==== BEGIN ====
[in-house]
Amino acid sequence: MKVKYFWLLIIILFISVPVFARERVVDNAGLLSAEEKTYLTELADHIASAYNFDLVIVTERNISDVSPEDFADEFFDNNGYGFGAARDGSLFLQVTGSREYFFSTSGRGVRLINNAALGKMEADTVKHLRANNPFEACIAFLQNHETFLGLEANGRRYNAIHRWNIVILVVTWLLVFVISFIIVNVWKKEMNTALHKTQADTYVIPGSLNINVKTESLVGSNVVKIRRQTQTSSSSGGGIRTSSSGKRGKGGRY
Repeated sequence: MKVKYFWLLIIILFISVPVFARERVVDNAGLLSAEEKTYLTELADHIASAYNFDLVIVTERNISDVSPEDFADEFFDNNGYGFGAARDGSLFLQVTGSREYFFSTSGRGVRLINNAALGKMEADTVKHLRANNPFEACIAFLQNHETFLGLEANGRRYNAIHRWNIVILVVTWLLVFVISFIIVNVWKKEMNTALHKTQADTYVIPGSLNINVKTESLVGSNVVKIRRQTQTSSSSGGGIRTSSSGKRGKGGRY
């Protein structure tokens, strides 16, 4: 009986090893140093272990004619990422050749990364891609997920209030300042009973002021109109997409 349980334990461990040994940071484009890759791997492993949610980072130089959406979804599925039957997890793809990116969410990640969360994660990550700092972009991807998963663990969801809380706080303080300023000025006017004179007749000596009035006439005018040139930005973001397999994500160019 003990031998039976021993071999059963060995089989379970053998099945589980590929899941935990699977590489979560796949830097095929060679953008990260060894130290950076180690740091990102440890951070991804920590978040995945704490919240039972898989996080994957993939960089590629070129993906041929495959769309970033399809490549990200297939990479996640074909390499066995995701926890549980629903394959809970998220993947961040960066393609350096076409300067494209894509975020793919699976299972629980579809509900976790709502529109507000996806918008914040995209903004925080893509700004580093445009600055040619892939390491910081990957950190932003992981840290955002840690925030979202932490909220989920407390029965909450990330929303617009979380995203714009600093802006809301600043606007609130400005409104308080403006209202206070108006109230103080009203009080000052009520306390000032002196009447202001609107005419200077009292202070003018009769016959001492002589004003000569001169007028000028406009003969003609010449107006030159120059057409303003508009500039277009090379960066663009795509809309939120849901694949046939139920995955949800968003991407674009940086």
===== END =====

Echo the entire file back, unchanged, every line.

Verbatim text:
[in-house]
Amino acid sequence: MKVKYFWLLIIILFISVPVFARERVVDNAGLLSAEEKTYLTELADHIASAYNFDLVIVTERNISDVSPEDFADEFFDNNGYGFGAARDGSLFLQVTGSREYFFSTSGRGVRLINNAALGKMEADTVKHLRANNPFEACIAFLQNHETFLGLEANGRRYNAIHRWNIVILVVTWLLVFVISFIIVNVWKKEMNTALHKTQADTYVIPGSLNINVKTESLVGSNVVKIRRQTQTSSSSGGGIRTSSSGKRGKGGRY
Repeated sequence: MKVKYFWLLIIILFISVPVFARERVVDNAGLLSAEEKTYLTELADHIASAYNFDLVIVTERNISDVSPEDFADEFFDNNGYGFGAARDGSLFLQVTGSREYFFSTSGRGVRLINNAALGKMEADTVKHLRANNPFEACIAFLQNHETFLGLEANGRRYNAIHRWNIVILVVTWLLVFVISFIIVNVWKKEMNTALHKTQADTYVIPGSLNINVKTESLVGSNVVKIRRQTQTSSSSGGGIRTSSSGKRGKGGRY
């Protein structure tokens, strides 16, 4: 009986090893140093272990004619990422050749990364891609997920209030300042009973002021109109997409 349980334990461990040994940071484009890759791997492993949610980072130089959406979804599925039957997890793809990116969410990640969360994660990550700092972009991807998963663990969801809380706080303080300023000025006017004179007749000596009035006439005018040139930005973001397999994500160019 003990031998039976021993071999059963060995089989379970053998099945589980590929899941935990699977590489979560796949830097095929060679953008990260060894130290950076180690740091990102440890951070991804920590978040995945704490919240039972898989996080994957993939960089590629070129993906041929495959769309970033399809490549990200297939990479996640074909390499066995995701926890549980629903394959809970998220993947961040960066393609350096076409300067494209894509975020793919699976299972629980579809509900976790709502529109507000996806918008914040995209903004925080893509700004580093445009600055040619892939390491910081990957950190932003992981840290955002840690925030979202932490909220989920407390029965909450990330929303617009979380995203714009600093802006809301600043606007609130400005409104308080403006209202206070108006109230103080009203009080000052009520306390000032002196009447202001609107005419200077009292202070003018009769016959001492002589004003000569001169007028000028406009003969003609010449107006030159120059057409303003508009500039277009090379960066663009795509809309939120849901694949046939139920995955949800968003991407674009940086």